Tottenham could use Chelsea debacle to plunge Tuchel into crisis mode
Chelsea are expected to be the favorites as hosts, European champions and top team in the table, but Tottenham look well placed to beat them.
Manchester United stumble awkwardly under Ralf Rangnick knowing a clean slate will come this summer. Everton are preparing to appoint a new manager and repeat the cycle of incompetence. Arsenal and Tottenham Hotspur are heading in the right direction. Manchester City have sewn up the Premier League title but Liverpool are still enjoying life more under Jurgen Klopp.
Things are calm. A little too quiet. Football thrives on crisis and despises emptiness, ready and waiting to create disaster out of thin air, and as we fortunately approach the end of winter there is one candidate who seems ready to step forward as the panicked, spiraling, molten club of the moment.
Chelsea have won just one of their last seven Premier League games and, given Romelu Lukaku’s public outburst and Thomas Tuchel’s visible frustration on the sidelines, if there hadn’t been victory in the semi-finals of the Carabao Cup, Chelsea may already be in crisis mode. They certainly waver; the defeat to Spurs at Stamford Bridge on Sunday would appear to be a significant and symbolic moment.
It would put Tottenham within five points of Chelsea with four (!) games in hand, leading the hosts into a top-four race and reminding fans how good things felt under Antonio Conte – the last manager to win the title at Chelsea. This season marks five years that the club were not even in a title chase, a length unprecedented in Roman Abramovich‘s time and enough to put any manager under pressure. We should never have expected Tuchel to challenge in 2021/22, but the Premier League is a cutthroat division and Abramovich remains more cutthroat than most.
Short-term managerial appointments have been a big hit since Roman Abramovich bought Chelsea.
I think I can speak for the majority when I say we want Tuchel here long term. pic.twitter.com/WzIJbNUtdN
—Harry (@HarryCFC170) January 18, 2022
A Tottenham win would not be the catalyst for a full investigation, but it would speed up the process – particularly if, as might reasonably be expected, the game will be a psychological as well as a tactical battle. Chelsea are on a terrible run and seem lacking in confidence or creativity; Spurs have just come back from 2-1 down to beat Leicester City in the most absurd, joyful and fun way imaginable.
Tactically, Tottenham have the upper hand despite Chelsea’s back-to-back Carabao Cup wins this month. Conte’s side played much better in the second leg after changing from a 3-4-3 to a 3-5-2, introducing a third central midfielder to provide additional control in the middle. He also brought his team down a little further to play more obviously on the counter-attack, which is effective against Tuchel because it annihilates the German’s own will to use this method. At home, Chelsea will “win” the majority of the ball, i.e. they will lose the battle for the ball.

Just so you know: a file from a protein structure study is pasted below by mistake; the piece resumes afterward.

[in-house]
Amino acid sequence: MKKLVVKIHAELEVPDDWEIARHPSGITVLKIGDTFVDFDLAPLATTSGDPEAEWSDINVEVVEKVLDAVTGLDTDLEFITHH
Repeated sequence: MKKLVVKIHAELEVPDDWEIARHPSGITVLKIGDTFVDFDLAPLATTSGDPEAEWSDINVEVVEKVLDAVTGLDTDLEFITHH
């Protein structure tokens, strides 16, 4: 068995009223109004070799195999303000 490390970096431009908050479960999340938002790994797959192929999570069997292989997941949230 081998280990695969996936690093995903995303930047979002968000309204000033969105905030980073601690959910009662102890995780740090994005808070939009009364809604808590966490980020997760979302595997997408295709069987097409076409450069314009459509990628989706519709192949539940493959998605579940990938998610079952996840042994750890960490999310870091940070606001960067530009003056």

Chelsea’s only really successful mode of attack in recent months has been incisive vertical back passes, the kind that Tuchel would ideally like to play all the time, but have limited use outside of Germany. Teams don’t press high enough, or leave enough room behind, for Chelsea to create enough chances playing this way. Conte’s bottom block, coupled with that extra body in midfield, should overall hold up Tuchel’s attacking lines.
In both Carabao Cup semi-finals, as well as the 1-1 draw with Brighton, Chelsea deployed a new hybrid 4-2-2-2/3-5-2 formation, which oscillates between the two in depending on the phase of play and position on the pitch: to go from 4-2-2-2 to 3-5-2, Cesar Azpilicueta passes from the right side to the central defender, Hakim Ziyech passes from the inside right to the right-back and Mason Mount moves from inside left to central midfield. The main advantage of this system is its complexity, which makes it difficult for opponents to track the movement of key players – especially Ziyech as he moves in and out.
But again, Spurs’ move from 3-4-3 to 3-5-2 helped block that, as the extra midfielder – camped in the regimented rows – filled in the gaps Ziyech had exploited at the first leg. Moreover, the way Brighton dominated Chelsea showed that the formation change did little to fix failed connections on the front line.
And so it’s likely to be a low-scoring game as Chelsea huff and puff against blockading Spurs while the visitors, displaying just two forwards to get behind, struggle to find space around a solid three man (or four man) Chelsea defense.
If we want to see the deadlock broken, it will most likely be on the left of Tottenham. A big part of Conte’s tactical plan is to pull the game up one side before switching to a free-back on the other, and Sergio Reguilon is considerably more dangerous than Emerson Royal. It is plausible that Reguilon will figure out how to exploit Azpilicueta’s dual role and take advantage of Chelsea’s tightness when they are in 4-2-2-2 form.
Finally, the indirect battle between Lukaku and Harry Kane is one to watch. The former is hopelessly out of form but should improve if Tuchel pairs him with Kai Havertz (the experiment with Callum Hudson-Odoi ahead of Brighton went wrong), while Kane is slowly returning to his best. The way he slipped Steven Bergwijn for the winner against Leicester on Wednesday night shows Spurs are learning to counter with the precision of a true Conte team.
This threat alone should make Tottenham a slight favourite. Far more important is the psychological lag that threatens not only to prolong Chelsea’s poor run, but also to put Tuchel in danger three days before his first birthday.